Congress shall make no law respecting an establishment of religion, or prohibiting the free exercise thereof; or abridging the freedom of speech, or of the press; or the right of the people peaceably to assemble, and to petition the Government for a redress of grievances.
Tolerance of Ideas
Freedom of speech, especially through our practice of extending protection to speech that we find hateful and personally upsetting, teaches us to become more tolerant in other aspects of life. That argument stems from the idea that a more tolerant society is a better society.
As Iran-Contra, Clintongate and the Enron scandal (and many other scandals through history), demonstrate, freedom of the press to report on these kinds of scandals allows all of our citizens to learn about abuses of power. By knowing the details, as reported by a free press, our citizens then have the knowledge to do something about that abuse at the ballot box in the election process if they feel so inclined.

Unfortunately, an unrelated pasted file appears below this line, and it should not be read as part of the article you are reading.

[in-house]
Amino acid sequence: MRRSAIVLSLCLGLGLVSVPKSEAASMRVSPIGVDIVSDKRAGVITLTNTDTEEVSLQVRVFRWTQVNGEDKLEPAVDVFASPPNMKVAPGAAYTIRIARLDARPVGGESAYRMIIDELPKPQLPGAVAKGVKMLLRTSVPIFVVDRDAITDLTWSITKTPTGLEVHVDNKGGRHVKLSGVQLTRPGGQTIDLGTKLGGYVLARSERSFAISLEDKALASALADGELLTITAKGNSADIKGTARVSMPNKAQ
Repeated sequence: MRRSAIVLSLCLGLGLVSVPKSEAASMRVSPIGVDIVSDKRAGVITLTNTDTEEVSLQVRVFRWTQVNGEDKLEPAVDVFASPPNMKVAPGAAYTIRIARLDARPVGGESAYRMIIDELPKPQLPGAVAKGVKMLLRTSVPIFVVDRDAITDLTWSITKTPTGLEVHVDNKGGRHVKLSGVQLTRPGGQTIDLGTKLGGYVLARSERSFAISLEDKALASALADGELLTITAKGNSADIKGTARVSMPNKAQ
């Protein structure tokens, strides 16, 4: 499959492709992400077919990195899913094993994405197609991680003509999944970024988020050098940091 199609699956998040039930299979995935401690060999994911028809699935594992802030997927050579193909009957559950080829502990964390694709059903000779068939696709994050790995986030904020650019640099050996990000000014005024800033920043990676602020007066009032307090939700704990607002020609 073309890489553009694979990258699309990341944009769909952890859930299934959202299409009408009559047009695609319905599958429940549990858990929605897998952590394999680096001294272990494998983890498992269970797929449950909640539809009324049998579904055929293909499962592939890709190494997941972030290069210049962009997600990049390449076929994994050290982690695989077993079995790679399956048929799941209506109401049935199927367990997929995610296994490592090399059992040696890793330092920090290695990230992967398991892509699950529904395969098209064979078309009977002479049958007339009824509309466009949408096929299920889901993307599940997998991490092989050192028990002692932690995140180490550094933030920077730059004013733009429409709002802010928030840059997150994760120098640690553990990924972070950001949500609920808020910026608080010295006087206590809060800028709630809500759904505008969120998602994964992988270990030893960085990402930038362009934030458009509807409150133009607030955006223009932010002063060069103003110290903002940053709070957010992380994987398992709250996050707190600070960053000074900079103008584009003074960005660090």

Citizens will not make wise and informed choices in elections if candidates and proponents of certain policies are restricted in their ability to communicate positions. Being able to gather, assemble and talk about the great issues of the day allows our citizens to choose the leaders that most closely mirror the wishes of the democratic majority.